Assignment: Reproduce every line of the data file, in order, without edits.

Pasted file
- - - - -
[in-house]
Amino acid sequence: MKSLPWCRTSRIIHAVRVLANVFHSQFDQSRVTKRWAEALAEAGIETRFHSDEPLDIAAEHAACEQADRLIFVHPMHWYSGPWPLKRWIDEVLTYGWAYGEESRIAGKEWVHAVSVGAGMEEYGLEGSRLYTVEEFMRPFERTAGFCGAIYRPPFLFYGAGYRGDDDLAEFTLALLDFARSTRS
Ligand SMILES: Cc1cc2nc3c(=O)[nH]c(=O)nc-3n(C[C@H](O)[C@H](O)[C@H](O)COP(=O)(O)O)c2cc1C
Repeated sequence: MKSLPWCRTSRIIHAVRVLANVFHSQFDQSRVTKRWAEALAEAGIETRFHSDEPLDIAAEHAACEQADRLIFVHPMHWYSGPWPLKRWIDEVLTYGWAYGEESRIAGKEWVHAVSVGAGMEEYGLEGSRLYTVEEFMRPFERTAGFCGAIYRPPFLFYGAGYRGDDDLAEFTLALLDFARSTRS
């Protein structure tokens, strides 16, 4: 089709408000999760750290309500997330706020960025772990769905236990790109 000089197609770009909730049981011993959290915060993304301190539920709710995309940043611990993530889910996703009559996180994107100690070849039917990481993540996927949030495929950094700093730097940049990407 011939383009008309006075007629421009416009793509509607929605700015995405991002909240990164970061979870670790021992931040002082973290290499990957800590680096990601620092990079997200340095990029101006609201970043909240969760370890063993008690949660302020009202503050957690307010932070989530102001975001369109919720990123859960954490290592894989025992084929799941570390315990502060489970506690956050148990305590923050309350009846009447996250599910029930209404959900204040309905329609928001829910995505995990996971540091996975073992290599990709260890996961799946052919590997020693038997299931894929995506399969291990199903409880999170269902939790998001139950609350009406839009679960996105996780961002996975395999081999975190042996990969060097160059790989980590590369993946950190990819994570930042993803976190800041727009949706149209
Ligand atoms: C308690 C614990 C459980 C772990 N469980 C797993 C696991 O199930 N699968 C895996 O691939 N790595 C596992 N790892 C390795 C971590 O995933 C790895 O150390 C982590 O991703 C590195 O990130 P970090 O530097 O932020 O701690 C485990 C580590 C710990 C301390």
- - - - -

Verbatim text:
[in-house]
Amino acid sequence: MKSLPWCRTSRIIHAVRVLANVFHSQFDQSRVTKRWAEALAEAGIETRFHSDEPLDIAAEHAACEQADRLIFVHPMHWYSGPWPLKRWIDEVLTYGWAYGEESRIAGKEWVHAVSVGAGMEEYGLEGSRLYTVEEFMRPFERTAGFCGAIYRPPFLFYGAGYRGDDDLAEFTLALLDFARSTRS
Ligand SMILES: Cc1cc2nc3c(=O)[nH]c(=O)nc-3n(C[C@H](O)[C@H](O)[C@H](O)COP(=O)(O)O)c2cc1C
Repeated sequence: MKSLPWCRTSRIIHAVRVLANVFHSQFDQSRVTKRWAEALAEAGIETRFHSDEPLDIAAEHAACEQADRLIFVHPMHWYSGPWPLKRWIDEVLTYGWAYGEESRIAGKEWVHAVSVGAGMEEYGLEGSRLYTVEEFMRPFERTAGFCGAIYRPPFLFYGAGYRGDDDLAEFTLALLDFARSTRS
């Protein structure tokens, strides 16, 4: 089709408000999760750290309500997330706020960025772990769905236990790109 000089197609770009909730049981011993959290915060993304301190539920709710995309940043611990993530889910996703009559996180994107100690070849039917990481993540996927949030495929950094700093730097940049990407 011939383009008309006075007629421009416009793509509607929605700015995405991002909240990164970061979870670790021992931040002082973290290499990957800590680096990601620092990079997200340095990029101006609201970043909240969760370890063993008690949660302020009202503050957690307010932070989530102001975001369109919720990123859960954490290592894989025992084929799941570390315990502060489970506690956050148990305590923050309350009846009447996250599910029930209404959900204040309905329609928001829910995505995990996971540091996975073992290599990709260890996961799946052919590997020693038997299931894929995506399969291990199903409880999170269902939790998001139950609350009406839009679960996105996780961002996975395999081999975190042996990969060097160059790989980590590369993946950190990819994570930042993803976190800041727009949706149209
Ligand atoms: C308690 C614990 C459980 C772990 N469980 C797993 C696991 O199930 N699968 C895996 O691939 N790595 C596992 N790892 C390795 C971590 O995933 C790895 O150390 C982590 O991703 C590195 O990130 P970090 O530097 O932020 O701690 C485990 C580590 C710990 C301390």